Among those who currently affirm Maori rights and protect Maori mana, those more conciliatory towards European attitudes stress the complimentary ease and speed with which Maori are said to have become literate, those less conciliatory and more radical the supreme importance of the oral tradition and virtual irrelevance of the European 'book'. In practice, the oral mode rules. By compelling those who speak eloquently to substitute a mode in which they are less fluent, literacy can function insidiously as a culturally regressive force. Such at least is how many Maori experience it.
As Jane McRae reminds me, there are few Maori writers and very few who write in Maori, but the tradition of oral composition and exposition continues, it is the only tradition with 'literary' structures or styles, and the 'sound' text is usually all there is to be read. Even within University Departments of Maori Studies, the book is suspect. Manuscripts and printed texts in libraries, publications by Europeans on Maoridom, are seldom consulted; oral etiquette, debate and transfer of knowledge on the marae are what matter. Such conditions encourage the spontaneous, orally improvised, dramatic recreation of shared stories for themes and an evolutionary concept of texts; the fixed text, catching in print an arbitrary moment in the continuum of social exchange, demands a different sense of history and its own literal re-play. (From "Oral Culture, Literacy & Print in early New Zealand: the Treaty of Waitangi," 19).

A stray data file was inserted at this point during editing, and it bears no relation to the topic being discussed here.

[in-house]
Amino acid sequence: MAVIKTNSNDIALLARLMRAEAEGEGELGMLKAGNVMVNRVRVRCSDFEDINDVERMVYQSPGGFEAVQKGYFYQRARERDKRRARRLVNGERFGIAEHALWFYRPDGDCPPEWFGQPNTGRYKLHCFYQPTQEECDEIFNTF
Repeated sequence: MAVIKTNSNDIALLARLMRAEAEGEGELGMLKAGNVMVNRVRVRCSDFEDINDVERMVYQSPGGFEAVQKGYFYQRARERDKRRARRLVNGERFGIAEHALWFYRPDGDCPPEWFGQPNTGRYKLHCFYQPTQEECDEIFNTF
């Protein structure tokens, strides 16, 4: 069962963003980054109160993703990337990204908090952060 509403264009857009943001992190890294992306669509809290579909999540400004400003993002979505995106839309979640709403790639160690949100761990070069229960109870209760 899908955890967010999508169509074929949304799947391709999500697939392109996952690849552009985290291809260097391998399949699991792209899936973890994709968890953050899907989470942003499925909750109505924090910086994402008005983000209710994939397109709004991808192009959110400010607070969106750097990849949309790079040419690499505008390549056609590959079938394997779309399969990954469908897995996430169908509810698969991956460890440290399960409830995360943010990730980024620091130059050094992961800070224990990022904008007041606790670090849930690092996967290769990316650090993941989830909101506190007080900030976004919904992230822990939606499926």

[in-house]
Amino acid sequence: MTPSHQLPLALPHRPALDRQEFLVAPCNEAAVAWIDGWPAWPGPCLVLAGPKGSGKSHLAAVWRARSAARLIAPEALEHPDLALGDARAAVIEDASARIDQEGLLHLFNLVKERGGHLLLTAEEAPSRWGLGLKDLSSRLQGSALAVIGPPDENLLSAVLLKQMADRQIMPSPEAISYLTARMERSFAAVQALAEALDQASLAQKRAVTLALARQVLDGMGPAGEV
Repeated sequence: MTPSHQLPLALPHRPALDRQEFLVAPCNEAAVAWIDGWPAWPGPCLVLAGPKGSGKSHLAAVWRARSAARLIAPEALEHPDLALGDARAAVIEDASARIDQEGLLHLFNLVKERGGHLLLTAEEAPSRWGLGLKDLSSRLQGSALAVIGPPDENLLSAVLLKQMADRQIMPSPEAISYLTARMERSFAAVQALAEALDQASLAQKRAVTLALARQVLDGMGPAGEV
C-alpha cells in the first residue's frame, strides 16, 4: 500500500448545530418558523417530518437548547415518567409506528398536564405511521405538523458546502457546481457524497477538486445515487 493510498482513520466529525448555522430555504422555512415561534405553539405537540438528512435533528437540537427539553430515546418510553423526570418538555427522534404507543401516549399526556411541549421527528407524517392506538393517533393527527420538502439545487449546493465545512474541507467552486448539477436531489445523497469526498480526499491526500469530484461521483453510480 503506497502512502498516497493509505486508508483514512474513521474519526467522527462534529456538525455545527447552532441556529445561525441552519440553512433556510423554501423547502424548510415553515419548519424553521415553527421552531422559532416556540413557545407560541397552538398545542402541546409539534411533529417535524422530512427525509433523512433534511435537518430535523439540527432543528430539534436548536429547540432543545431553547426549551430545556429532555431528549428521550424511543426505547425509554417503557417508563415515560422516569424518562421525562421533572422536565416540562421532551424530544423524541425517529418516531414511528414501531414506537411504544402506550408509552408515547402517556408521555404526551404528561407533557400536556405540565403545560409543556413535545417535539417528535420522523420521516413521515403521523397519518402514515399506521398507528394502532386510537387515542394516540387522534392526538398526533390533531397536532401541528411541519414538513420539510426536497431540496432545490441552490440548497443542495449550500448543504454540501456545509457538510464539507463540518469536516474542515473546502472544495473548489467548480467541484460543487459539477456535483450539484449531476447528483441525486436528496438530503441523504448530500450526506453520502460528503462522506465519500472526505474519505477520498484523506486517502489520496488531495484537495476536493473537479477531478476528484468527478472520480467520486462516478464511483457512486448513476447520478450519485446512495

Last Modified: 15 March, 2002